10 Bauhaus Facts

Top things to know about the revolutionary design movement

by Rossana Vinci
19

 

The Bauhaus school will be turning 100 in 2019, but the institute of design that gave some of history's most important designers continues to influence the way our world looks and works.

Though today people might most commonly associate modern, affordable, modular furniture with Ikea, the concept wasn't born in Sweden, but rather inspired by the classic works of Bauhaus designers. 

 

Think you know everything about Bauhaus?

Check out these 10 essential facts about the most famous school of design.

 

 

1. It was founded in 1919 by Walter Gropius

The Bauhaus was a school founded in Weimar, Germany in 1919 by a German architect, Walter Gropius. 

 

2. Bauhaus translates from German to ‘house of building’

The German term Bauhaus—literally "building house"—was understood as meaning "School of Building", but in spite of its name and the fact that its founder was an architect, the Bauhaus did not have an architecture department during its first years of existence.

 

3. Its goal was to create a relationship between manufacturing and creativity 

There was a fear that art was losing its purpose in society. Hence, the Bauhaus was founded to ‘build’ a relationship between manufacturing and creativity as they had been drifting apart.

 

 

 

4. The Bauhaus is responsible for the creation of San Serif and Bauhaus fonts.

Among the many genres of fine and decorative art, the Bauhaus also focused on typography. Graphic designer Herbert Bayer felt that typeface was the clearest form of communication and artistic expression. 

 

5. In 1928, Gropius stepped down as director of the Bauhaus and the architect Hannes Meyer took over.

Advertising and photography continued under his leadership but the idea of social function became stressed more so than designing for mass production. Due to pressure, Meyer resigned from the position as director and was replaced by the architect Ludwig Mies van der Rohe who put increased emphasis on architecture.

After Mies took over in 1930, the Bauhaus was relocated to Berlin and at a reduced scale.

 

6. It included several influential artists

Some of the greatest modern artists and designers of the 20th century studied or taught at the Bauhaus including: Wassily Kandinsky, Paul Klee, Mies Van Der Rohe, László Moholy-Nagy, Marcel Breuer, and Marianne Brandt.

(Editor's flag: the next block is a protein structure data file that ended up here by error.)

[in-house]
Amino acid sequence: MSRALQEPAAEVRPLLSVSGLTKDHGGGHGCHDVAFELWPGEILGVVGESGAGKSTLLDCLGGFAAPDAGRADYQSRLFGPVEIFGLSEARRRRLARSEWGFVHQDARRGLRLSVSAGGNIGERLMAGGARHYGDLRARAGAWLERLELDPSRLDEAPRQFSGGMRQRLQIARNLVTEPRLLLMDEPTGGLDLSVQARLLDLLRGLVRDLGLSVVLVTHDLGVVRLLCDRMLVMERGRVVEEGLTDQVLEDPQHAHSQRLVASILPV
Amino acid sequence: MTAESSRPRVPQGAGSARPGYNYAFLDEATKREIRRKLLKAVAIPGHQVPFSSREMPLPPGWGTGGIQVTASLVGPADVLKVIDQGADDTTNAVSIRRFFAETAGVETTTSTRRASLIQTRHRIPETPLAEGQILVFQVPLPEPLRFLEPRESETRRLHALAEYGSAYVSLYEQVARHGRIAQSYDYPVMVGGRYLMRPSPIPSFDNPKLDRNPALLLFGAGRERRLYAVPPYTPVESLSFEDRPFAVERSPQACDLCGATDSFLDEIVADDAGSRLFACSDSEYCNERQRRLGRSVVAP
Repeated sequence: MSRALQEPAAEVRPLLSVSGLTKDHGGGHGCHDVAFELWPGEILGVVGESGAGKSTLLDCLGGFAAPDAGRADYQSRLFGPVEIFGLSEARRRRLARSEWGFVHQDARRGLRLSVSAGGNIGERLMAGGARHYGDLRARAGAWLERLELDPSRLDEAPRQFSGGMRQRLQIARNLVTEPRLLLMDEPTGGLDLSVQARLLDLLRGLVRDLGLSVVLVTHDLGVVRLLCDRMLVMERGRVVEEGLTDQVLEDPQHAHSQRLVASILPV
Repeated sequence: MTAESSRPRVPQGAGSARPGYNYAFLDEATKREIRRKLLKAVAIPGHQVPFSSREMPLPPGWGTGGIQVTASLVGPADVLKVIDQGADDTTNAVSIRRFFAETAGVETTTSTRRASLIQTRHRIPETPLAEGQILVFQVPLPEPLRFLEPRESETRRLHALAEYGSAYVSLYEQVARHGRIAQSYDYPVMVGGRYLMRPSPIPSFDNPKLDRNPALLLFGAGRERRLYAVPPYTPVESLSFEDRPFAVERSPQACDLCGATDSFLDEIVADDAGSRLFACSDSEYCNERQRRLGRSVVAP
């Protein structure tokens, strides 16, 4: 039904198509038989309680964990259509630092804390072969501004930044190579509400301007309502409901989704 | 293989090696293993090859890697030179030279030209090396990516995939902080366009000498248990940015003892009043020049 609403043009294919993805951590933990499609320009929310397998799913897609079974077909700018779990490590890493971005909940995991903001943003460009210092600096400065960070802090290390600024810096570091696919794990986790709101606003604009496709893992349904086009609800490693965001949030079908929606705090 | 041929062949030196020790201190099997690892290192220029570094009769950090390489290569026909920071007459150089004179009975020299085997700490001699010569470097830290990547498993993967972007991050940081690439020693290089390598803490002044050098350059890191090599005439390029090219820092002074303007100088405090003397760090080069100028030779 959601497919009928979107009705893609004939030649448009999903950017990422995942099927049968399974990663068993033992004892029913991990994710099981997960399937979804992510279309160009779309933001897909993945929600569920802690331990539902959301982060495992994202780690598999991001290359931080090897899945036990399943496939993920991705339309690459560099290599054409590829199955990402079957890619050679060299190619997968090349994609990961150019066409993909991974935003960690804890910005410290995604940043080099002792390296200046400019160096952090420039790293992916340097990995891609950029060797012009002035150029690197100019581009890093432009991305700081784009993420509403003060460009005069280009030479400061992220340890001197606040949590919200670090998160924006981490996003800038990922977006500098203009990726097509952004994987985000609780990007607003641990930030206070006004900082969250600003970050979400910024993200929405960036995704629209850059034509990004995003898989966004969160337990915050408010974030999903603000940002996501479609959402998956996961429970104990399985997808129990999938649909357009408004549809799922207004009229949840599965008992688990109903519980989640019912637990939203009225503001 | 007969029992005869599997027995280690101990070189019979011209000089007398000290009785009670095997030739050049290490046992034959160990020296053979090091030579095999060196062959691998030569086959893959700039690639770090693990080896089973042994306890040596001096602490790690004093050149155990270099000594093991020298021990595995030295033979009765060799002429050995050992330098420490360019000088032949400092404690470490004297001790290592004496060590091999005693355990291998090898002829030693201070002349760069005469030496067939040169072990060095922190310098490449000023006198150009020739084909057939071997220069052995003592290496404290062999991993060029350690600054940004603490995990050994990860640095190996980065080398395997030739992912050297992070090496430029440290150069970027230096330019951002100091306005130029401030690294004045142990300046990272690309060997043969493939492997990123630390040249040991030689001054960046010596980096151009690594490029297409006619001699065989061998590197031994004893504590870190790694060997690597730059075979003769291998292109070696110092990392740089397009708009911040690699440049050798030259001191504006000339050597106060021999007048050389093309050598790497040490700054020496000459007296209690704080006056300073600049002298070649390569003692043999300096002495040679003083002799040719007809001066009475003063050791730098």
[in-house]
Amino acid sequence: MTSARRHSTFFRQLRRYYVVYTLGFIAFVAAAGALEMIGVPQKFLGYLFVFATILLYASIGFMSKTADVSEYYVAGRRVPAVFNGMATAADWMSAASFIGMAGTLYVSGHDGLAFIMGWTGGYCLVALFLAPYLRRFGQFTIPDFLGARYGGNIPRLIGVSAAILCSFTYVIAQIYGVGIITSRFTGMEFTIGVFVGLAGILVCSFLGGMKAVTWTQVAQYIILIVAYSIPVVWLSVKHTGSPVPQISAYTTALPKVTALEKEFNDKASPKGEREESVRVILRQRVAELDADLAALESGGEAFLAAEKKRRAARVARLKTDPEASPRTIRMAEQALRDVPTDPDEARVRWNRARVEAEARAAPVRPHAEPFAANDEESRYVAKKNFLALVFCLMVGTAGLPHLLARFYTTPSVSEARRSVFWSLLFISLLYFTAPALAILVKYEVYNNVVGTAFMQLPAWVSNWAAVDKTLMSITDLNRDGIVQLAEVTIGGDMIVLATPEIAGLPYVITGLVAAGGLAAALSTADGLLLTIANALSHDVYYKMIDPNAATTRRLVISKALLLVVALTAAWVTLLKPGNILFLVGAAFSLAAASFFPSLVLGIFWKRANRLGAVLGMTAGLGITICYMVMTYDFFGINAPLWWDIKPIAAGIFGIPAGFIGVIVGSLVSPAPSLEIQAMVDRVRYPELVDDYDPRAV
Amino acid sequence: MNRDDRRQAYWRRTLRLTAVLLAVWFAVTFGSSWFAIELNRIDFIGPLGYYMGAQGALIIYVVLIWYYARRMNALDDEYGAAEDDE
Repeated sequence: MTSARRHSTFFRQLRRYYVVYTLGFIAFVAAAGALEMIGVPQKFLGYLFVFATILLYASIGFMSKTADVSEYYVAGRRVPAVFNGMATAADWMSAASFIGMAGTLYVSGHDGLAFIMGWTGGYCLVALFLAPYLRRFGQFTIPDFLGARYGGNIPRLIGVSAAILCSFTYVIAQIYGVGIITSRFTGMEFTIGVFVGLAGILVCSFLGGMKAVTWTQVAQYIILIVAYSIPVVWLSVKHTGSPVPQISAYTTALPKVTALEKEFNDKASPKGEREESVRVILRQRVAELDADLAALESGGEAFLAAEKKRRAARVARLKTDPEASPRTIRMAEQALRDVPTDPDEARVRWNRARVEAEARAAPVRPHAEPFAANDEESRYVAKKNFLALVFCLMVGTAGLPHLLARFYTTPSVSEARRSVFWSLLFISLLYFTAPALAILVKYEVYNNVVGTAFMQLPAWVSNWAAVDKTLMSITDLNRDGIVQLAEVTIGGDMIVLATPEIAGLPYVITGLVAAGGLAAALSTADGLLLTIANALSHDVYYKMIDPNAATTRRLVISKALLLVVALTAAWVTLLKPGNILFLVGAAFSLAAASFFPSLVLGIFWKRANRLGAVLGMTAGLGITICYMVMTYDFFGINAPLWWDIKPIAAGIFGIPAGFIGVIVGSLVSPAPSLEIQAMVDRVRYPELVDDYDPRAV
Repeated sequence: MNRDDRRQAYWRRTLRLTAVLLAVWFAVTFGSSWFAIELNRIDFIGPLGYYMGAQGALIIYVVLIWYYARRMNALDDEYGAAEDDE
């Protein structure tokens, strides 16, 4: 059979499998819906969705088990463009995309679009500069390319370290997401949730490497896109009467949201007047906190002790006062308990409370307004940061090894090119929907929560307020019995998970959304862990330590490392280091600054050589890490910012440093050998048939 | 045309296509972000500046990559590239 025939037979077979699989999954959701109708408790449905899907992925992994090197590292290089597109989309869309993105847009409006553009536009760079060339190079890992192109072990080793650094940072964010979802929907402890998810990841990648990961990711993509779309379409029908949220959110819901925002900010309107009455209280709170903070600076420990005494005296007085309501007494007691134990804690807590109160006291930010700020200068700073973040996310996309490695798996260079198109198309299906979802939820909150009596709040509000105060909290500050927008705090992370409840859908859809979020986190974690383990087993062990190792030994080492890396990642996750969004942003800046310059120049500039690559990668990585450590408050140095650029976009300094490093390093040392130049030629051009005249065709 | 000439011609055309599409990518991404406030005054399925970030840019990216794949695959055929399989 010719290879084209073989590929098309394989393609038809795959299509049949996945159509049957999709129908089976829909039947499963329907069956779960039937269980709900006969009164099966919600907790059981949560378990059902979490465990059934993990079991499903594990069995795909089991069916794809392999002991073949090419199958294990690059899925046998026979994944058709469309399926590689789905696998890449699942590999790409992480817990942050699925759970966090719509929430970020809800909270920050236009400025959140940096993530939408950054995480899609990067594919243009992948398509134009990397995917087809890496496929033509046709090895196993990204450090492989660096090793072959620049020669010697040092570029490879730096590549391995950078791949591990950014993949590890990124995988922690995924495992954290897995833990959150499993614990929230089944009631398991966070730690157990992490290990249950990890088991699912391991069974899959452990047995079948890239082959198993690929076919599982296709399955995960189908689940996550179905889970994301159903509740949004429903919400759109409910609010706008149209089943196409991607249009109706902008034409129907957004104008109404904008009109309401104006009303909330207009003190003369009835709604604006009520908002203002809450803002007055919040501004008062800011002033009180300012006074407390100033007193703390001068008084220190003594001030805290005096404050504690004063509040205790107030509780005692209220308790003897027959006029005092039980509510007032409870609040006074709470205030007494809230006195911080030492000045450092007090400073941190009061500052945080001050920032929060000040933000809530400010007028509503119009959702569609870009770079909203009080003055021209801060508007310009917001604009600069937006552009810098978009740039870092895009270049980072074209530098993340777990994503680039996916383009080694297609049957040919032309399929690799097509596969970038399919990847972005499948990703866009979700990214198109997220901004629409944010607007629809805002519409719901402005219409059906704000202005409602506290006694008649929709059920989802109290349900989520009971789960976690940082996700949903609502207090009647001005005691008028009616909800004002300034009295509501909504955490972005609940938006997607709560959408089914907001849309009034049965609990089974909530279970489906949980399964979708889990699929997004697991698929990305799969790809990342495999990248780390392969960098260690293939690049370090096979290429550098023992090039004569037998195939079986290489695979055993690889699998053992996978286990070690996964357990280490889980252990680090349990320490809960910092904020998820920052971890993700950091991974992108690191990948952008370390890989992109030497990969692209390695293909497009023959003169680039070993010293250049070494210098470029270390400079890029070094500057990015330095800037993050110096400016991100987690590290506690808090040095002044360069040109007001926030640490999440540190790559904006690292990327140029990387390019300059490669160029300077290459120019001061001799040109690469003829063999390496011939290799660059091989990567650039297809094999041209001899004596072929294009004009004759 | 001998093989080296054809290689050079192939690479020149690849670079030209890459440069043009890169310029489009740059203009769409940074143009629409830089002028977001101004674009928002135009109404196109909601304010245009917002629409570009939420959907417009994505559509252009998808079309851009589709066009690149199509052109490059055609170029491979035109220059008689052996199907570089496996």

7. During the Nazi power many artworks and designs were destroyed

With the rise of Nazi power in Germany, the Bauhaus were labeled “degenerate” and many artworks and designs were destroyed. In 1933, the remaining members of the Bauhaus decided to dissolve the group and shut its doors, rather than bend to the will of the Nazi regime. At a 2009 exhibition at the Neue Museum in Weimar, it was brought to light that the Nazis later leaned onthe functionality of the Bauhaus design to build concentration camps such as Buchenwald.

 

8. There are several Bauhaus buildings in Tel Aviv

During the Nazi power, there were many German Jewish architects who migrated to British Mandate of Palestine. They made around 4,000 Bauhaus or International styles buildings in Tel Aviv in 1930s. This collection is called The White City of Tel Aviv.

 

9. Bauhaus artists held legendary costume parties

Although the Bauhaus is associated with minimalist design, students and teachers invested an unsuspected amount of energy in creating surreal costumes for parties, as reported by Farkas Molnar in his 1925 essay, "Life at the Bauhaus." The parties began as improvised events but were later turned into large-scale productions, such as Oskar Schlemmer's "Triadic Ballet" from 1922.

 

10. Germany prepares for the 2019 Bauhaus centenary

The Bauhaus school will be turning 100 in 2019, but Germany is already revealing plans for its three-year celebratory program that will involve not only the three museums housed in the former schools in Weimar, Dessau and Berlin, but also at least 10 of the country's 16 federal states will participate.

Expect several exhibitions, events, publications — and even new museums.

 

 

Read also: Lost typography from the Bauhaus masters re-created

 

 

 

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